The Weekly Insight: We Love Markets In Turmoil Graphic

The Weekly Insight Podcast – We Love Markets in Turmoil

Summer is here – in practice if not technically. Kids are out of school; summer vacations are beginning. The world just feels a little different this time of year. People tend to focus a little less on their finances over the summer and a little more on the things most important to them.

The result is that the market tends to take a breather over the summer. Most returns tend to happen at the start of the year and the end of the year, and the summer tends to be…uneventful.

Past performance is not indicative of future results

Given the year we’ve had so far, uneventful might be a blessing! But is that really what we’re marching towards? Or should we expect a little more activity this summer? And will that activity be positive, or more of what we’ve experienced over the last several months? Let’s dive in and take a look.

Historically Bad Start to the Year

There is no one reading this memo that is going to be surprised when we say it’s been a rough start to the year. But what if we told you it was one of the worst starts to the year in history? It was. In fact, through April, it was the third worst start to a trading year in the S&P 500’s history, with the market down 13.31%. Then came a very volatile May, but at the end of May the market was down 13.30% – essentially unchanged.

We tend to focus a bit too much on the calendar, however. We don’t care one way or another when a downturn happens. If it happens at the end of the year, the beginning of the year, or the middle means nothing to us. We do care, however, how significant the downturn is.

The truth is the market turns south at some point nearly every year. Some downturns are worse than others. Despite all the scary news, we can see that the downturn through the end of May was on par with “average” historically. Not as scary as some would like you to believe.

Past performance is not indicative of future results

But, for the sake of the frantic media, let’s play the calendar game. Remember we told you this was the third worst start to the year of all time. What happened in the market after previous bad starts to the year? The median return for the rest of the year was positive 12.9%.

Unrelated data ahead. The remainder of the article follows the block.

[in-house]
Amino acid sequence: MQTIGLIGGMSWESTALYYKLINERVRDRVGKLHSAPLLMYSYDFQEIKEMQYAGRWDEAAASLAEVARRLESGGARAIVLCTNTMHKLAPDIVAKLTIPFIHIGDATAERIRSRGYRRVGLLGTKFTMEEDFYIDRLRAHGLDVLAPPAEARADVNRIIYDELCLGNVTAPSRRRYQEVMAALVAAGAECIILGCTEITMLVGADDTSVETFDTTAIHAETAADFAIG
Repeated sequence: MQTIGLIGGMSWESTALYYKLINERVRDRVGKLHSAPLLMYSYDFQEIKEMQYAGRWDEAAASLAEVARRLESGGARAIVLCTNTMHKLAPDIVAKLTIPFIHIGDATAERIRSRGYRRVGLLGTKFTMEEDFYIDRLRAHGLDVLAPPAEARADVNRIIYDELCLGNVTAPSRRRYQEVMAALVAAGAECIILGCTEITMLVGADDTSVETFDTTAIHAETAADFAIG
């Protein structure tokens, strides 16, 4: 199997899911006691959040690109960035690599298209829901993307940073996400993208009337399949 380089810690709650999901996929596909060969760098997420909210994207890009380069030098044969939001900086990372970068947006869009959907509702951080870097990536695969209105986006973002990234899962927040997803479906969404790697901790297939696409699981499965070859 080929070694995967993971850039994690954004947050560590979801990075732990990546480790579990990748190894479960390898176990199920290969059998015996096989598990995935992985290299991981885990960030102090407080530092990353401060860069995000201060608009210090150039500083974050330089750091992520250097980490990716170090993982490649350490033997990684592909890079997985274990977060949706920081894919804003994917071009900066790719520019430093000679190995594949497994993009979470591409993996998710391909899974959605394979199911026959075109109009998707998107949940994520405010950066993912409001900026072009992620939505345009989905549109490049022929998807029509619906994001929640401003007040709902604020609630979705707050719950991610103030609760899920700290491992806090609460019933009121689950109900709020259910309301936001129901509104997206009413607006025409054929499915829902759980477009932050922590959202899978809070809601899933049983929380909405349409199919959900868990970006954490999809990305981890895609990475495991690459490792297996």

Past performance is not indicative of future results

But Does History Even Matter?

In the end, what’s happened in past cycles is informative, but won’t guarantee outcomes. As they say, history doesn’t repeat itself, but it often rhymes. History won’t determine what happens with the market this summer, inflation, the Fed, and economic data will.

If you read the headlines right now, there isn’t a lot of good news on that front. After the Biden/Powell summit on inflation last week we saw headlines like “Inflation Spiraling,” “Yellen Admits She Was Wrong on Inflation,” etc., etc. The problem is those headlines are – in our opinion – about three months too late!

Yes, inflation is remarkably high. We all know that. Yes, it is putting the squeeze on pocketbooks. But as we’ve said in these pages for several months now, those pocketbooks are fatter today than they have been in a generation. And inflation? If it hasn’t already peaked (in March), it’s peaking right now. The three big core inflation issues – cars, shelter, and durable goods – have all begun coming back down the inflation ladder.

So that leaves us with the strength of the economy. If inflation is coming down, but the economy is weak, markets will suffer. But if the economy continues to be strong, we think there will be some opportunities for the back half of this year. And right now? The economy is showing some significant strength.

Just this week we saw the data on Consumer Confidence in the U.S. It came in at 106.4 (anything above 100 is good), well above the expectation of 103.9.  We also saw the Manufacturing PMI data we’ve discussed in these pages before. In that data set, anything above 50 means it’s expanding. It came in at 56.1 which is a historically high number – and well above the 54.5 that was expected. Then there was non-manufacturing PMI (service sector) which came in at 55.9.  All of these are signs of a strong economy. If we can maintain that – and see weakening inflation – watch out.

Finally, this brings us to our well-worn theme: Fear and Greed. We know we beat this into our readers all the time. But sometimes the data is just too good (or too funny) not to share. Which brings us to our favorite chart.

If you’re a regular watcher of CNBC (for your sake, we hope not!), you may recall that when things get particularly nasty in the market, they pre-empt their regular programming for “Markets in Turmoil” specials. We LOVE it when we see that pop up on our screens.

Why? See the chart below. It tracks the markets’ return one year after every “Markets in Turmoil” segment going back to 2010. The average return? +40%.

Past performance is not indicative of future results

Is this strong technical analysis? No. But it’s a great indicator of when the fear cycle begins to hit its peak. And they did the first one of this cycle last month. History tells us it may be a suitable time to be more optimistic than the media is suggesting.


Insight Wealth Group


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